Progress in the sphere of granting same-sex couples the right to marry or legally form civil unions has been impressing in recent years, despite the fact that in the USA many states outlawed SSM. The list of places across the world where the situation concerning SSM has changed includes countries on different continents and of various historical or cultural traditions. In Canada, for example, gays and lesbians can get married in any place. The fact that no residency requirement is imposed gives claimants a free hand; however, the CanadianSSM can be unrecognized in other countries. In Sweden, SSM were legalized in 2009. Couples that are currently in civil partnership may have their relations registered as marriage. Similar legal regulations have been introduced by Norway, the Netherlands, Belgium, Iceland, Spain, Portugal, Argentina, and some other countries. South Africa’s legislation not only legalized SSM but also provides equal rights to marriage for heterosexual and homosexual couples. There are, however, legislative differences concerning the right to adopt children. In Belgium, gay and lesbian couples have been granted such a right while in Portugal they are not allowed to do that (Belgy).
In the United States, same-sex marriages can be legally exercised in such states as New Hampshire, New York, Massachusetts, Connecticut, Iowa, and Vermont, and Washington, DC. An alternative to marriage as an official form of family in some countries are civil unions or domestic partnership agreements between people of the same sex (Belgy). All these legislative modifications introduced in recent years convincingly prove that human civilization moves towards a more tolerant and liberal attitude in respect of same-sex relations and intends to codify it in legislative regulations and laws.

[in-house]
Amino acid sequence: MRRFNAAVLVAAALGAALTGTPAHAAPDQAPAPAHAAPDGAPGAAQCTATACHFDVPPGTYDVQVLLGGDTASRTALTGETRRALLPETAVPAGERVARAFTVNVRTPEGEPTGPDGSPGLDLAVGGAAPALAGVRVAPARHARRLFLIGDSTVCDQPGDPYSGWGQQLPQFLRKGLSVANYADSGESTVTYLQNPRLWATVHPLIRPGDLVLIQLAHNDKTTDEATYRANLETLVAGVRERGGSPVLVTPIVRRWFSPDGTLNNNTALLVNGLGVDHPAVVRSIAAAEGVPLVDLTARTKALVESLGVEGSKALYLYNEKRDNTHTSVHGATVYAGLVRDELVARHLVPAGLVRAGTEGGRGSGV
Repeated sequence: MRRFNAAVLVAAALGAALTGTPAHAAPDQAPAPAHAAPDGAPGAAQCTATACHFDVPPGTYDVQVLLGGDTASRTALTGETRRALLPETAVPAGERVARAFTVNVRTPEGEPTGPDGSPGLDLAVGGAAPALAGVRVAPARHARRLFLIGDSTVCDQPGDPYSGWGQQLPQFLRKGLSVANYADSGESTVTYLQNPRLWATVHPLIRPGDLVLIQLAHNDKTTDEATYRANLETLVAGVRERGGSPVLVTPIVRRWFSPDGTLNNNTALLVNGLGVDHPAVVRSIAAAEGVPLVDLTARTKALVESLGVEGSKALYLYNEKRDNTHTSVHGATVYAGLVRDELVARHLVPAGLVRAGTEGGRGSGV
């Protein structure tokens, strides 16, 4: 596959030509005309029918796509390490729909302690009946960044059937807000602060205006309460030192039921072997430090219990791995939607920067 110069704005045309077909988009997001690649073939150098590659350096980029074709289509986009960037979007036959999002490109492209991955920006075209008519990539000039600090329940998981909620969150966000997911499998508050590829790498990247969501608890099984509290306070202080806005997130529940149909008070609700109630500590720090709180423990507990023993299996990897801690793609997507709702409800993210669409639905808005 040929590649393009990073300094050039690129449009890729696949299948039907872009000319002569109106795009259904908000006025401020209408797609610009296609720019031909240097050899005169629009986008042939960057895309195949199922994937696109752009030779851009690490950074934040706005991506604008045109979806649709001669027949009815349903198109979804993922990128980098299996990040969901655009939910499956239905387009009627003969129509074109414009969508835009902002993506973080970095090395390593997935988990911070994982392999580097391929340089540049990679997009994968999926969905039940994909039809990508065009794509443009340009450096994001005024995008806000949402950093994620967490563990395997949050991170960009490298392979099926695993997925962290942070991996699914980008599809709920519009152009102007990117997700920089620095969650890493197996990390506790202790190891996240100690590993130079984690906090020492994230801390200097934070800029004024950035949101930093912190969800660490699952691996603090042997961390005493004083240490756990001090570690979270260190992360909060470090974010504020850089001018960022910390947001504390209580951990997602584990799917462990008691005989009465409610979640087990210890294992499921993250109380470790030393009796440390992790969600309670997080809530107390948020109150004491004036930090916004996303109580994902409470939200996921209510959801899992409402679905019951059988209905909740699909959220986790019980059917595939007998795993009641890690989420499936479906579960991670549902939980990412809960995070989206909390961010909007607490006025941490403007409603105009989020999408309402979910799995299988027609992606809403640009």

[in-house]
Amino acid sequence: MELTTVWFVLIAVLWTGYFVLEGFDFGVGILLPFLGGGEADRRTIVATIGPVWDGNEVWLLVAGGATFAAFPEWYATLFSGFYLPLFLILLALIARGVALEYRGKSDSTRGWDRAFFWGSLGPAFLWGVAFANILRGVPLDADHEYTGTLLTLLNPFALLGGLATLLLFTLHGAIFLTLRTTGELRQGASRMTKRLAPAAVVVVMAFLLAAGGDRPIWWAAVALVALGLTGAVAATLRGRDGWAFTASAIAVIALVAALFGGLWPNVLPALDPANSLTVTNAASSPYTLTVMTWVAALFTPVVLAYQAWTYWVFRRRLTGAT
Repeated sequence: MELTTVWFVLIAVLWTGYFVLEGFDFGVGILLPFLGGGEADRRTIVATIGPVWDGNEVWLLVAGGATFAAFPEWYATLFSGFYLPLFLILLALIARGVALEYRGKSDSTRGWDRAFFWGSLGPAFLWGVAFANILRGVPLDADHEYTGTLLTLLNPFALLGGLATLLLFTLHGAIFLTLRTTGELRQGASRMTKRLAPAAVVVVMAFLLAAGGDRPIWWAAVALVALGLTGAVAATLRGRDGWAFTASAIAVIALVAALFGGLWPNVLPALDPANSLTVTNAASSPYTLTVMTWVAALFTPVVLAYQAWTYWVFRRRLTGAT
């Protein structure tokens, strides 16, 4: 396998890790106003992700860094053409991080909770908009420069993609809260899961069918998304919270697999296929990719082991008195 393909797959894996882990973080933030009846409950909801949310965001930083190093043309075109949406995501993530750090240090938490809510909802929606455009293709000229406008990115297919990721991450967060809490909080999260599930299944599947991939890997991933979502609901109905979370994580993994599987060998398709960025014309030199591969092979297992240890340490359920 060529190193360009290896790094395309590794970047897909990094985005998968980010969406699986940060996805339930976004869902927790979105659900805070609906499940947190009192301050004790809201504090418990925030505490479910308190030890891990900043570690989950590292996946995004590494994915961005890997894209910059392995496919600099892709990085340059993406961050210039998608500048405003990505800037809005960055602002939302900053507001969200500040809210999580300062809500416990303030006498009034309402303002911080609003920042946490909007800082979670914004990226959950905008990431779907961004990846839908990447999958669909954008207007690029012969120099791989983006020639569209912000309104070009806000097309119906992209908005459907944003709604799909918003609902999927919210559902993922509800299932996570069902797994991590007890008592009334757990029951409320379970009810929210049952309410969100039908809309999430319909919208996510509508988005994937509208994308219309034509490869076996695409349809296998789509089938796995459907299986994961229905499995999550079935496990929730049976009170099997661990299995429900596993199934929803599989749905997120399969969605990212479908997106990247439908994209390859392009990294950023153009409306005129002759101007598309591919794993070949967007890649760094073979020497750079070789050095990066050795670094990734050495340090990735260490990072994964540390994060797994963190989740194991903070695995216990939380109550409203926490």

The problem of adopting children by same-sex couples is, however, a stumbling block that turns out to be a highly controversial and complex issue. In addition to problems with adoption, nowadays new biological technologies make it possible to apply the methods of reproduction that seemed impossible and unbelievable not so many years ago. Therefore, a desire to have children in same-sex marriages may come true with the involvement of surrogate mothers and other innovative techniques. The idea of the problem’s significance is convincingly demonstrated by the fact that in 2008 about 116,000 same-sex couples were raising the total of about 250,000 children (Wildman E1). These children, just like their same-sex parents, regard the laws prohibiting SSM as a form of discrimination. Therefore, gay-rights organizations and activists are determined to pursue the issue through the judiciary system and make it finally adopt the law, by resorting to rallies or lawsuits if need be (Wildman E1).
Opponents of same-sex marriage are wholeheartedly against raising children in gay or lesbian families and believe that children should not get the idea that same-sex and straight relationships are equal. Moreover, people upholding such views believe that children raised by gay and lesbian parents are underprivileged by the very fact of belonging to such a family as they are unable to get what other children are provided in families created by a man and a woman. Supporters of SSM not only claim that gay or lesbian couples should have the rights to adopt children but are determined to protect the rights of children in such families. Referring to their commitment to a child-centered approach, they say that the lack of marriage benefits for parents of such families affects children’s rights. The issue that is causing debates in different states, for example, Iowa and New Jersey, is also closely related to ethical and social, particularly demographic aspects, with religious denominations having their say in the matter.
Religious aspects: a firm stand versus a liberal approach